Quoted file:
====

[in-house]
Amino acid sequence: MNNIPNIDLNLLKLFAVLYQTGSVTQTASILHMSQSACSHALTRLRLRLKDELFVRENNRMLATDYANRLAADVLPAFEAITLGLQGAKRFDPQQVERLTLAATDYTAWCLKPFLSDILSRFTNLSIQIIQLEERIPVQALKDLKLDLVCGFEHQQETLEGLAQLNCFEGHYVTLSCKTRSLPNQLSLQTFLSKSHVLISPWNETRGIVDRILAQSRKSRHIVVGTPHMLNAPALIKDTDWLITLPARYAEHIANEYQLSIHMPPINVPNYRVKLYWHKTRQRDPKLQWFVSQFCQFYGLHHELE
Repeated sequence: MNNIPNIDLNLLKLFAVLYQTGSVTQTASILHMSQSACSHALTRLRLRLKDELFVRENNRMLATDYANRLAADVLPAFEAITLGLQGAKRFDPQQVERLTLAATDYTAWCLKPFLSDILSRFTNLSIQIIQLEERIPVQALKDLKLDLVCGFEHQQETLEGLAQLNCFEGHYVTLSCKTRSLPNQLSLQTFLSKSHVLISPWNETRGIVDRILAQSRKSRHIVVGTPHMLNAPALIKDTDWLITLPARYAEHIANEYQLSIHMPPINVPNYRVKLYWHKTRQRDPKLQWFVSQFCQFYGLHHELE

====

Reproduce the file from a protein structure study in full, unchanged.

[in-house]
Amino acid sequence: MNNIPNIDLNLLKLFAVLYQTGSVTQTASILHMSQSACSHALTRLRLRLKDELFVRENNRMLATDYANRLAADVLPAFEAITLGLQGAKRFDPQQVERLTLAATDYTAWCLKPFLSDILSRFTNLSIQIIQLEERIPVQALKDLKLDLVCGFEHQQETLEGLAQLNCFEGHYVTLSCKTRSLPNQLSLQTFLSKSHVLISPWNETRGIVDRILAQSRKSRHIVVGTPHMLNAPALIKDTDWLITLPARYAEHIANEYQLSIHMPPINVPNYRVKLYWHKTRQRDPKLQWFVSQFCQFYGLHHELE
Repeated sequence: MNNIPNIDLNLLKLFAVLYQTGSVTQTASILHMSQSACSHALTRLRLRLKDELFVRENNRMLATDYANRLAADVLPAFEAITLGLQGAKRFDPQQVERLTLAATDYTAWCLKPFLSDILSRFTNLSIQIIQLEERIPVQALKDLKLDLVCGFEHQQETLEGLAQLNCFEGHYVTLSCKTRSLPNQLSLQTFLSKSHVLISPWNETRGIVDRILAQSRKSRHIVVGTPHMLNAPALIKDTDWLITLPARYAEHIANEYQLSIHMPPINVPNYRVKLYWHKTRQRDPKLQWFVSQFCQFYGLHHELE